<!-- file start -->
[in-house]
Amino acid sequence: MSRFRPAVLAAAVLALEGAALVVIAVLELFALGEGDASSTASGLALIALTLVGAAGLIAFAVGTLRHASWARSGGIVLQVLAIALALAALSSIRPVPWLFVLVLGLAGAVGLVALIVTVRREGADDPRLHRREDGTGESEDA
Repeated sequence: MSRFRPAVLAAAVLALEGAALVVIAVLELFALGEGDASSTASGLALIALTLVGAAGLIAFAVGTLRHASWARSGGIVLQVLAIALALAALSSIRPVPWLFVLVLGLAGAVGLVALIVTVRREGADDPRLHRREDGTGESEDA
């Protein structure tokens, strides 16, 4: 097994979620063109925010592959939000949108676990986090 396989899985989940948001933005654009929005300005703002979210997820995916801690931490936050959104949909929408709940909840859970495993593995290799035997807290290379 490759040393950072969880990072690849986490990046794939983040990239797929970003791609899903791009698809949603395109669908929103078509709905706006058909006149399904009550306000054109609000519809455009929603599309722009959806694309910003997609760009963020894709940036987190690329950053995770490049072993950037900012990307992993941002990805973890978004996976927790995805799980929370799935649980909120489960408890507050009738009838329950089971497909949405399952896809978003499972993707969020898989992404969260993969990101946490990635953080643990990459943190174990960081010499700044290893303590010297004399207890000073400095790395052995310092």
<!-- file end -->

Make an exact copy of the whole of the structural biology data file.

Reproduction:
[in-house]
Amino acid sequence: MSRFRPAVLAAAVLALEGAALVVIAVLELFALGEGDASSTASGLALIALTLVGAAGLIAFAVGTLRHASWARSGGIVLQVLAIALALAALSSIRPVPWLFVLVLGLAGAVGLVALIVTVRREGADDPRLHRREDGTGESEDA
Repeated sequence: MSRFRPAVLAAAVLALEGAALVVIAVLELFALGEGDASSTASGLALIALTLVGAAGLIAFAVGTLRHASWARSGGIVLQVLAIALALAALSSIRPVPWLFVLVLGLAGAVGLVALIVTVRREGADDPRLHRREDGTGESEDA
């Protein structure tokens, strides 16, 4: 097994979620063109925010592959939000949108676990986090 396989899985989940948001933005654009929005300005703002979210997820995916801690931490936050959104949909929408709940909840859970495993593995290799035997807290290379 490759040393950072969880990072690849986490990046794939983040990239797929970003791609899903791009698809949603395109669908929103078509709905706006058909006149399904009550306000054109609000519809455009929603599309722009959806694309910003997609760009963020894709940036987190690329950053995770490049072993950037900012990307992993941002990805973890978004996976927790995805799980929370799935649980909120489960408890507050009738009838329950089971497909949405399952896809978003499972993707969020898989992404969260993969990101946490990635953080643990990459943190174990960081010499700044290893303590010297004399207890000073400095790395052995310092």